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GV Krishnamurthy: Just to handle a script of Mani Ratnam sir is a blessing- Cinema express

Direction Dreams: Just to handle a script of Mani Ratnam sir is a blessing

...says GV Krishnamurthy, assistant director, who has worked in films like Baana Kaathadi, Semma Botha Aagathey and Vaanam Kottattum

Published: 10th May 2020

Films worked on: Naa Oopiri, Baana Kaathadi, Danger, Semma Botha Aagathey, Vaanam Kottattum

Directors worked with: Kanmani, Badri Venkatesh, Krishna Vamsi, Dhana Sekaran

Main responsibilities: Action continuity and editing

In conversation with: GV Krishnamurthy 

When did you realise cinema was your calling?

While studying B.Com, I had no idea what I was going to do next. I loved watching films, especially those of Balu Mahendra sir and Balachander sir. I found them inspiring. But, I had no idea about how to get into the industry. That's when I read Vaanga Cinemavai Patri Pesalam by K Bhagyaraj sir, in a library. Reading it increased my interest in cinema. I also realised that no one can get into the industry without going through the works of Bhagyaraj sir. I watched all his films, learning many things such as screenplay patterns. I started with ad films, and to learn the craft, I enrolled in a DFT (Diploma in Film Technology) course.

What have you learned from your directors?

Badri Venkatesh, thanks to assisting KS Ravikumar sir, works at a breakneck speed. If he expects to start work at 5 am, he would be there by 4:30 am itself. I learnt from him that quantity is more important than quality at times. He would say it's impossible to get 100 per cent every time and we cannot sabotage an entire day for perfecting a scene. He makes sure that the schedule given to the producer is followed to the T.

Dhana sir knows how to tackle a multi-starrer like Vaanam Kottattum. Not to mention that handling a Mani sir script is a dream for many ADs.

Krishna Vamsi does not believe in having everything written down. He would have the one line for the scene in his mind for that day and that spontaneity is mind-blowing. On the other hand, it means that we have to run around to get what's needed for the scene at the last minute but that's how we learnt a lot of things.

What’s the oddest or most memorable thing you have seen or done as an AD? 

I was in charge of continuity for a certain scene once, and this well-established character artist used the phone on her left hand for one scene, and on her right for the next. So, I stopped the shot. She got offended and argued for about 30 minutes that she had it on her right hand the entire time. The director told her that I had a written record saying otherwise, but she would not budge. Several crew members asked me if I was sure. Though I was scared, I was confident that I was right. Finally, they replayed the scene and thankfully, I was. These arguments during continuity checks are quite common though.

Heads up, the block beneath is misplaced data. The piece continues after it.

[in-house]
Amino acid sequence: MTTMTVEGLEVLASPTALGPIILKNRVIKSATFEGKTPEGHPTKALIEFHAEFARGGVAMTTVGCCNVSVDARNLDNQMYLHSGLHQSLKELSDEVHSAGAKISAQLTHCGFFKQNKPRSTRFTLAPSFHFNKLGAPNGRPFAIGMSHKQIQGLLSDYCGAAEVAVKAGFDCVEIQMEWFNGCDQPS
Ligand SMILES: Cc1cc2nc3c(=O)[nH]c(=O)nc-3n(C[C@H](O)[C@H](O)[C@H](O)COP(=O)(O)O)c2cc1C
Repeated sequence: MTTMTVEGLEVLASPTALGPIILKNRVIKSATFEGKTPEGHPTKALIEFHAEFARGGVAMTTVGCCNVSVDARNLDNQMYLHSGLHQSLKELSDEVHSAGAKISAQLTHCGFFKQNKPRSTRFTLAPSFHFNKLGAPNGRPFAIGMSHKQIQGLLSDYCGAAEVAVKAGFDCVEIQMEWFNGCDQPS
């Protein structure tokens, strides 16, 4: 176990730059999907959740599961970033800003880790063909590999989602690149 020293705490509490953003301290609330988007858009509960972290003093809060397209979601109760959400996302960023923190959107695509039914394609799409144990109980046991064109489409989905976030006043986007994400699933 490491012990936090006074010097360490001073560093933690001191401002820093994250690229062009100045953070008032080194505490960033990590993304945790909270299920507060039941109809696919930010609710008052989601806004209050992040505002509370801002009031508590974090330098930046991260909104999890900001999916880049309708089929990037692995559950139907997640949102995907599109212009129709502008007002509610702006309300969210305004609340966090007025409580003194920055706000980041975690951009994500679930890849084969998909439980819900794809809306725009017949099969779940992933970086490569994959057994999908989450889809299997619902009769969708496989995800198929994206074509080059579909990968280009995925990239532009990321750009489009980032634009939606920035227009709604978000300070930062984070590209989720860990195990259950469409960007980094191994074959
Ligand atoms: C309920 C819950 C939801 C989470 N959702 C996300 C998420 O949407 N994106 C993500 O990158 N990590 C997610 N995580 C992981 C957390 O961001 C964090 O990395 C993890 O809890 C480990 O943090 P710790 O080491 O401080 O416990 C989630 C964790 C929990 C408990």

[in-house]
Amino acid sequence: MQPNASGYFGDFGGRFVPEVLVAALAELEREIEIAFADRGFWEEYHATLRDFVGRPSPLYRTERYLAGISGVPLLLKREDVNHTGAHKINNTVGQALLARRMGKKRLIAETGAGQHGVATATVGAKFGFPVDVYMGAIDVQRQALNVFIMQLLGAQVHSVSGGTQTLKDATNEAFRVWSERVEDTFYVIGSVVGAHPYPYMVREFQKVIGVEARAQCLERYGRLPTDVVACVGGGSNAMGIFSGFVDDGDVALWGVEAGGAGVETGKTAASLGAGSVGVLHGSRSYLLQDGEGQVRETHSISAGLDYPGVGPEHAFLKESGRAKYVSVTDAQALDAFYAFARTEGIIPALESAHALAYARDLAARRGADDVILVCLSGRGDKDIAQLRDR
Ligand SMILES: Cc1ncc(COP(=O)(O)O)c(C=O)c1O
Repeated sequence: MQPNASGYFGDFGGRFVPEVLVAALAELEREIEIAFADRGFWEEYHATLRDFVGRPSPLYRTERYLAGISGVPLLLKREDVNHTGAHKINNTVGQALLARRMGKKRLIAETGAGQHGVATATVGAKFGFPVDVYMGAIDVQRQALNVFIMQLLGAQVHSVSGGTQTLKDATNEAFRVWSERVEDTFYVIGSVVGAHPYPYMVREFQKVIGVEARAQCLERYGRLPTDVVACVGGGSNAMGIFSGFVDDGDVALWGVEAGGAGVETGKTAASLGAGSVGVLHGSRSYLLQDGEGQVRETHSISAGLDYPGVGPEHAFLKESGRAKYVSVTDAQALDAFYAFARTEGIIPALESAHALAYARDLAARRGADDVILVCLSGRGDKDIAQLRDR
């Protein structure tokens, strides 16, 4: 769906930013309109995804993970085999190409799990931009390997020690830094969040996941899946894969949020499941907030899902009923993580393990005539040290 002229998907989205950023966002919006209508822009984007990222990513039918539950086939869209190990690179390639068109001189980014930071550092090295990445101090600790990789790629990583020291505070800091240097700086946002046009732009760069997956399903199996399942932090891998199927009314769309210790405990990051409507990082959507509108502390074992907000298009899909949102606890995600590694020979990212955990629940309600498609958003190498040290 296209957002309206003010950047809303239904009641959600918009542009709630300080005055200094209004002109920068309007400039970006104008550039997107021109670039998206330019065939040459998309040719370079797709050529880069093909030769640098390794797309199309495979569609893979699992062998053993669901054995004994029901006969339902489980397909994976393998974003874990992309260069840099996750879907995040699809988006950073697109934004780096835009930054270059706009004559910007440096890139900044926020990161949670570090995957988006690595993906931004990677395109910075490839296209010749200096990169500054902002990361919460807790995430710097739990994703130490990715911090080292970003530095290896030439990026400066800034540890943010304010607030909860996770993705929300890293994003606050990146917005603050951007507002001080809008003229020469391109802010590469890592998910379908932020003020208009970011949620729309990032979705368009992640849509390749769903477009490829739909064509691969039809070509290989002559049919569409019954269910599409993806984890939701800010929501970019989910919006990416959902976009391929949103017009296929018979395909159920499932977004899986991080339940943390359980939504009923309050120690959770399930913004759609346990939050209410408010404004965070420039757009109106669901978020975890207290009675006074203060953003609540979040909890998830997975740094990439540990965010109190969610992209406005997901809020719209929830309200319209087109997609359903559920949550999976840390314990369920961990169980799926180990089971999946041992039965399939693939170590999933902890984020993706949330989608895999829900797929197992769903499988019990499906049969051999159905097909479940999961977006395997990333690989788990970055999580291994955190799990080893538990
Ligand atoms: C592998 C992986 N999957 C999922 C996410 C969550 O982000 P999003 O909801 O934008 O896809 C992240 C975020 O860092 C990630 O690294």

What’s one area of filmmaking you had a tough time with, but are better at now?

When translating a scene from the paper to the screen, some things have to be added to bring in the soul of that scene. Films like those of Balu Mahendra and Balachander look authentic mainly because of this. Instead of having a character stand still in a scene, giving them an activity — such as folding clothes or cooking — while mouthing the lines adds authenticity. In Guna, for example, Kamal sir drives a car up the hill. Before getting off the car, he pauses a second to engage the hand brake. That authenticity makes a huge difference to a scene. Incorporating this idea into writing was initially hard, but I've learnt it.

What is your take on present-day cinema?

When I graduated in the early 2000s, a lot of theatres were refurbished into marriage halls and that's the reason many of us started with television programs and ads. We thought that the industry is nearly dead. But when digital came in, it was a game changer. That's when unwritten rules, such as, one has to assist a director to become one, changed. We had directors like Karthik Subbaraj and Nalan Kumarasamy come in, along with many others who only had short films as their resume. We're still reaping those benefits.

Who would be the dream cast and/or crew for your debut project?

Vetri of 8 Thottakkal and Jiivi fame has been a close friend of mine for a few years. I have discussed a script with him which we have wanted to do for a while now. So it would probably be him.

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